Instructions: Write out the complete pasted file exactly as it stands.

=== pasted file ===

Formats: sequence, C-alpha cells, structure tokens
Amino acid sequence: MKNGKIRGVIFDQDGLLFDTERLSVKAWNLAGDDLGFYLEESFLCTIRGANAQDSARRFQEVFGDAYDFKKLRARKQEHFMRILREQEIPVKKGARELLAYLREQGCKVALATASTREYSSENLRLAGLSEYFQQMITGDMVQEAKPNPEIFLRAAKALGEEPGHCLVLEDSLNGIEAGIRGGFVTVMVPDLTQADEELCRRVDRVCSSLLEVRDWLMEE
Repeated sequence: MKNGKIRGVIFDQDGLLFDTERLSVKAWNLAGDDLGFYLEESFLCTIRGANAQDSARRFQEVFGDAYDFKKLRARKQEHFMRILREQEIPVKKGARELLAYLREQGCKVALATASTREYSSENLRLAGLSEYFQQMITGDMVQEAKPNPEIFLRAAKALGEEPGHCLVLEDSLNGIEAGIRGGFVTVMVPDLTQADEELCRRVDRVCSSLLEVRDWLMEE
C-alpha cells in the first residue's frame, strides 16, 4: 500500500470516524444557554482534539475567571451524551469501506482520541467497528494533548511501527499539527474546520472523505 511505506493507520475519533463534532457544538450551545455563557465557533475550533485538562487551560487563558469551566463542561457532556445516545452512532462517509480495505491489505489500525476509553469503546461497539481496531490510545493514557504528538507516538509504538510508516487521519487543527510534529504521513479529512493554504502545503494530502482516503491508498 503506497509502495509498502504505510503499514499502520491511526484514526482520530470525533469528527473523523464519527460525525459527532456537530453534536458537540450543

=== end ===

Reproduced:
Formats: sequence, C-alpha cells, structure tokens
Amino acid sequence: MKNGKIRGVIFDQDGLLFDTERLSVKAWNLAGDDLGFYLEESFLCTIRGANAQDSARRFQEVFGDAYDFKKLRARKQEHFMRILREQEIPVKKGARELLAYLREQGCKVALATASTREYSSENLRLAGLSEYFQQMITGDMVQEAKPNPEIFLRAAKALGEEPGHCLVLEDSLNGIEAGIRGGFVTVMVPDLTQADEELCRRVDRVCSSLLEVRDWLMEE
Repeated sequence: MKNGKIRGVIFDQDGLLFDTERLSVKAWNLAGDDLGFYLEESFLCTIRGANAQDSARRFQEVFGDAYDFKKLRARKQEHFMRILREQEIPVKKGARELLAYLREQGCKVALATASTREYSSENLRLAGLSEYFQQMITGDMVQEAKPNPEIFLRAAKALGEEPGHCLVLEDSLNGIEAGIRGGFVTVMVPDLTQADEELCRRVDRVCSSLLEVRDWLMEE
C-alpha cells in the first residue's frame, strides 16, 4: 500500500470516524444557554482534539475567571451524551469501506482520541467497528494533548511501527499539527474546520472523505 511505506493507520475519533463534532457544538450551545455563557465557533475550533485538562487551560487563558469551566463542561457532556445516545452512532462517509480495505491489505489500525476509553469503546461497539481496531490510545493514557504528538507516538509504538510508516487521519487543527510534529504521513479529512493554504502545503494530502482516503491508498 503506497509502495509498502504505510503499514499502520491511526484514526482520530470525533469528527473523523464519527460525525459527532456537530453534536458537540450543